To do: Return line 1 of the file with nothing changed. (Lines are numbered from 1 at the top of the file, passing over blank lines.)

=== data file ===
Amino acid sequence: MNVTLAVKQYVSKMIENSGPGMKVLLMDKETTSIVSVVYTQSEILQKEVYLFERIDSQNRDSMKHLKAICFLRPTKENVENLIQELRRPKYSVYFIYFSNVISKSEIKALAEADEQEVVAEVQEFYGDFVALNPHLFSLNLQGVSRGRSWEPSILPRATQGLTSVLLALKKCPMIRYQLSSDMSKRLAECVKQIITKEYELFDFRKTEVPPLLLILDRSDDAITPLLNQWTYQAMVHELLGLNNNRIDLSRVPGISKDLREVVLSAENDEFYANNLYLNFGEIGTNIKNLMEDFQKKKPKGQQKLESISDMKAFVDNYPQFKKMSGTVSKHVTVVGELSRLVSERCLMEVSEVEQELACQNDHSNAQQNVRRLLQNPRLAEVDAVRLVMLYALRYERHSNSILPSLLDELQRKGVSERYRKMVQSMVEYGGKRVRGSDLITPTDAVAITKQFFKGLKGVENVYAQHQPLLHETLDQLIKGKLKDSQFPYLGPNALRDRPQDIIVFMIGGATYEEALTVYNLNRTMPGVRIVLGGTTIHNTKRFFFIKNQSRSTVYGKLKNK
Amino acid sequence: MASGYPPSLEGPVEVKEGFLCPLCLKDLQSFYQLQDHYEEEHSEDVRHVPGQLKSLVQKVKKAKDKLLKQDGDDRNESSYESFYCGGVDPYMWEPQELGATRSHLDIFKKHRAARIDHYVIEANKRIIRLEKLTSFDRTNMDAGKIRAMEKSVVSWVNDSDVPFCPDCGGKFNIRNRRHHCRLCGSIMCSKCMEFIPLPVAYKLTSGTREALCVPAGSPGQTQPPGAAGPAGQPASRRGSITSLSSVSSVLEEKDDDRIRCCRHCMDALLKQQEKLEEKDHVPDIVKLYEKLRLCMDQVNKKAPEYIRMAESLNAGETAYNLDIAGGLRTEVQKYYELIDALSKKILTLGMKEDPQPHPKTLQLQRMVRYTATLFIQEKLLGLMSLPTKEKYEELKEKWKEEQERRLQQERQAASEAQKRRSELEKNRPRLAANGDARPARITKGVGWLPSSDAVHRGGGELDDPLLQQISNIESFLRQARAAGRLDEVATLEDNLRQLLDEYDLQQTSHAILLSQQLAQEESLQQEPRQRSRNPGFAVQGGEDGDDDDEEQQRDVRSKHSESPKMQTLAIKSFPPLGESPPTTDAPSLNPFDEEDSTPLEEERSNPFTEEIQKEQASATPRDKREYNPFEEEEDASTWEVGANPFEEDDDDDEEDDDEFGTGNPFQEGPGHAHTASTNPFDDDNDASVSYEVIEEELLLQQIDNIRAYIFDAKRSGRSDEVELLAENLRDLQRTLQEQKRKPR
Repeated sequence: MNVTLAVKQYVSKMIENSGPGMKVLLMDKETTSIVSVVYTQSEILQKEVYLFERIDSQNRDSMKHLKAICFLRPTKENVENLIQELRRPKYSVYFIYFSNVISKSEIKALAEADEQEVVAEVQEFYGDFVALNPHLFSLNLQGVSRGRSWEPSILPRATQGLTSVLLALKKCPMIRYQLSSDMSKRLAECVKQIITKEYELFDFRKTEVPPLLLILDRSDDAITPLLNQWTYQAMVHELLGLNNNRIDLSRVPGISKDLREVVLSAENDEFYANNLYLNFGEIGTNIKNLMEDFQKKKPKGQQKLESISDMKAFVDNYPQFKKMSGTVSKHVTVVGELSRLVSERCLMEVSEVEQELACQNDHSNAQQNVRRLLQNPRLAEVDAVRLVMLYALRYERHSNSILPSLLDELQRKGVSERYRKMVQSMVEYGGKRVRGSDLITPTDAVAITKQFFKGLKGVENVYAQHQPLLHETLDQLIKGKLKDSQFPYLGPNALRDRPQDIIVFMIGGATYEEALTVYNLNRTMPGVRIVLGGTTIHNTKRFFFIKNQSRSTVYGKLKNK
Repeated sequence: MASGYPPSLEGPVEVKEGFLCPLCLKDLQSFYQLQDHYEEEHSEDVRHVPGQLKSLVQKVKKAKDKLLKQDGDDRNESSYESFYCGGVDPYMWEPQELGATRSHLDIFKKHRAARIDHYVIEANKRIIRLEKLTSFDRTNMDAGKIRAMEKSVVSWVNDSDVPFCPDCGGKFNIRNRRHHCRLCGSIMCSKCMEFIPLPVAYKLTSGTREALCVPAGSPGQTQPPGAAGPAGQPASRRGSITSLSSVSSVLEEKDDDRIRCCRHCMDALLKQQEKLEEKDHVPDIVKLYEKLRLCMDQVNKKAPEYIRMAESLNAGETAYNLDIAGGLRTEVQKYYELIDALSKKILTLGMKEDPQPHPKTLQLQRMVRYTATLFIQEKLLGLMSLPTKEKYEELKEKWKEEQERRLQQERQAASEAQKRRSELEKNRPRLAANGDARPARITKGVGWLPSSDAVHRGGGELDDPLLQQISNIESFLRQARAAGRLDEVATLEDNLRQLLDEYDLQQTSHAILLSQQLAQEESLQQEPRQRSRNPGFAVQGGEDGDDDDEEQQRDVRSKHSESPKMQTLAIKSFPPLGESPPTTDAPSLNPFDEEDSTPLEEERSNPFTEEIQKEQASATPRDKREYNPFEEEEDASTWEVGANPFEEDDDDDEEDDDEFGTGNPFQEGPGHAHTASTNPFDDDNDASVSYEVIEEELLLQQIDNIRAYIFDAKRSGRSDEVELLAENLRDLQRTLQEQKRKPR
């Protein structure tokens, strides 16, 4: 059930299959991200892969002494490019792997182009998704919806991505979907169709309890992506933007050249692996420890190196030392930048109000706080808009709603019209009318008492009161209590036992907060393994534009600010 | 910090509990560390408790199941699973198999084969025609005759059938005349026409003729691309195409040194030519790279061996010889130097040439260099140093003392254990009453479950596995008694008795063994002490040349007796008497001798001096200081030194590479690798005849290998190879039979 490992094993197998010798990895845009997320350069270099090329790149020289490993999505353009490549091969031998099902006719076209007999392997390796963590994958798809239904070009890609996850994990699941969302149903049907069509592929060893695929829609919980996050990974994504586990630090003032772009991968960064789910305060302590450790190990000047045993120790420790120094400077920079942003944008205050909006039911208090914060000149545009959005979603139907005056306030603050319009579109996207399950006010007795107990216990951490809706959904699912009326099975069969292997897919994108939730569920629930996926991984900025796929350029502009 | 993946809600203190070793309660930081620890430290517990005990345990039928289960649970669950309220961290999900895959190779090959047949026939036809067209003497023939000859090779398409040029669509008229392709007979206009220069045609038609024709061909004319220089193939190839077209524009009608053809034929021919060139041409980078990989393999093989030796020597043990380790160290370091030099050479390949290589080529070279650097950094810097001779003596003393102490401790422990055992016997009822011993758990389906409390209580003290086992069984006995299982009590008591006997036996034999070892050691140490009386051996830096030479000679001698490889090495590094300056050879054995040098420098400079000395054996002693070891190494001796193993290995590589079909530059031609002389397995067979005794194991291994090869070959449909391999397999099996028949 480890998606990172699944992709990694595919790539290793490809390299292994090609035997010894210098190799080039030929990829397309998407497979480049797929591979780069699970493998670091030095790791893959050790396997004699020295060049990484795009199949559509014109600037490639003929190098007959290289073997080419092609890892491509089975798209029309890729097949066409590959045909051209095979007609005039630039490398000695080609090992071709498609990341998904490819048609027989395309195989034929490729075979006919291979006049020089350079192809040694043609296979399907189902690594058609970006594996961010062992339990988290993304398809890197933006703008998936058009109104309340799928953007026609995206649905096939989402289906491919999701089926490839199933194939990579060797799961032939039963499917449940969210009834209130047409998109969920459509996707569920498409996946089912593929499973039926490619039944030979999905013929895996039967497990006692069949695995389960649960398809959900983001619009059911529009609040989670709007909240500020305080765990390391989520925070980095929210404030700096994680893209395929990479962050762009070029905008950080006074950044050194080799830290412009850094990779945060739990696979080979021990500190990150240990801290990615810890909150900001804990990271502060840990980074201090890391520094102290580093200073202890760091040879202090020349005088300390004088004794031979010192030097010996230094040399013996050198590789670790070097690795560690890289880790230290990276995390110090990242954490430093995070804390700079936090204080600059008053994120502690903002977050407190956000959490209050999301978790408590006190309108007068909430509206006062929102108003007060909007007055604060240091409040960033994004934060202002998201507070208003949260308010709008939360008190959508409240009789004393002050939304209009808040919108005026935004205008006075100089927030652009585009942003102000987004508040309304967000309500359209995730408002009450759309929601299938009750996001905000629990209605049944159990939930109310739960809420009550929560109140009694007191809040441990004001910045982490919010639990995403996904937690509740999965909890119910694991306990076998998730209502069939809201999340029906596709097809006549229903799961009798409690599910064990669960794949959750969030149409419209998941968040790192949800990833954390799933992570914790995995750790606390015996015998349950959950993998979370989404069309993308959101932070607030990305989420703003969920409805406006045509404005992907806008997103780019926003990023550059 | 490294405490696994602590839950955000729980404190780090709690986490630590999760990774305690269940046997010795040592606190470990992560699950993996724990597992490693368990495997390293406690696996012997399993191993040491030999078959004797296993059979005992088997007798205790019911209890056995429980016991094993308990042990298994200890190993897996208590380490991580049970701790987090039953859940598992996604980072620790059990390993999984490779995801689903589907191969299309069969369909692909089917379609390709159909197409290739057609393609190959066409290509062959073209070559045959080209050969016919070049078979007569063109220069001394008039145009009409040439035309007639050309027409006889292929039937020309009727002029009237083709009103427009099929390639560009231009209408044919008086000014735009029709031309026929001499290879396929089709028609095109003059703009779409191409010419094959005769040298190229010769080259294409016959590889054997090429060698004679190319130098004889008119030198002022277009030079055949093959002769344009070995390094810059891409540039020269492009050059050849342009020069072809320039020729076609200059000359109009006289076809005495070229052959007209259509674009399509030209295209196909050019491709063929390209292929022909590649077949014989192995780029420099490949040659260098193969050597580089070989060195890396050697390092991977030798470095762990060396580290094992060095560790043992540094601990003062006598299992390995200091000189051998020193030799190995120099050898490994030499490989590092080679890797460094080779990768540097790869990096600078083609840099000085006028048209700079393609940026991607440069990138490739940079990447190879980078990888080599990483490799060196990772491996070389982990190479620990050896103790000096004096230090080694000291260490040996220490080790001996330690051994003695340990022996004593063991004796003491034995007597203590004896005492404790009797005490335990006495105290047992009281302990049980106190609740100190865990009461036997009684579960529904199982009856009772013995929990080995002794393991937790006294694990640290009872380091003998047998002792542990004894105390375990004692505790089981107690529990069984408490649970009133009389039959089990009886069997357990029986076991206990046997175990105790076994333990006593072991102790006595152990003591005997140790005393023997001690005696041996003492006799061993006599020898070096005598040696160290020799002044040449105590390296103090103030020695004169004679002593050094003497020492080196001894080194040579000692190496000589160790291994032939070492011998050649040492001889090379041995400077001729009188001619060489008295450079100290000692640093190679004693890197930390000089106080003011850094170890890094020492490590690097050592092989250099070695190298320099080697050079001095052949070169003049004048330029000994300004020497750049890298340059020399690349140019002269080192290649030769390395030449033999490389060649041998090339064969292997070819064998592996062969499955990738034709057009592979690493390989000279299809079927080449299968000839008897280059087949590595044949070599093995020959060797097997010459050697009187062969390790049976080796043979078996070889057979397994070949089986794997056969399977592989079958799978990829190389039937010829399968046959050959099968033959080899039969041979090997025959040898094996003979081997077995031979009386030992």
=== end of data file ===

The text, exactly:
Amino acid sequence: MNVTLAVKQYVSKMIENSGPGMKVLLMDKETTSIVSVVYTQSEILQKEVYLFERIDSQNRDSMKHLKAICFLRPTKENVENLIQELRRPKYSVYFIYFSNVISKSEIKALAEADEQEVVAEVQEFYGDFVALNPHLFSLNLQGVSRGRSWEPSILPRATQGLTSVLLALKKCPMIRYQLSSDMSKRLAECVKQIITKEYELFDFRKTEVPPLLLILDRSDDAITPLLNQWTYQAMVHELLGLNNNRIDLSRVPGISKDLREVVLSAENDEFYANNLYLNFGEIGTNIKNLMEDFQKKKPKGQQKLESISDMKAFVDNYPQFKKMSGTVSKHVTVVGELSRLVSERCLMEVSEVEQELACQNDHSNAQQNVRRLLQNPRLAEVDAVRLVMLYALRYERHSNSILPSLLDELQRKGVSERYRKMVQSMVEYGGKRVRGSDLITPTDAVAITKQFFKGLKGVENVYAQHQPLLHETLDQLIKGKLKDSQFPYLGPNALRDRPQDIIVFMIGGATYEEALTVYNLNRTMPGVRIVLGGTTIHNTKRFFFIKNQSRSTVYGKLKNK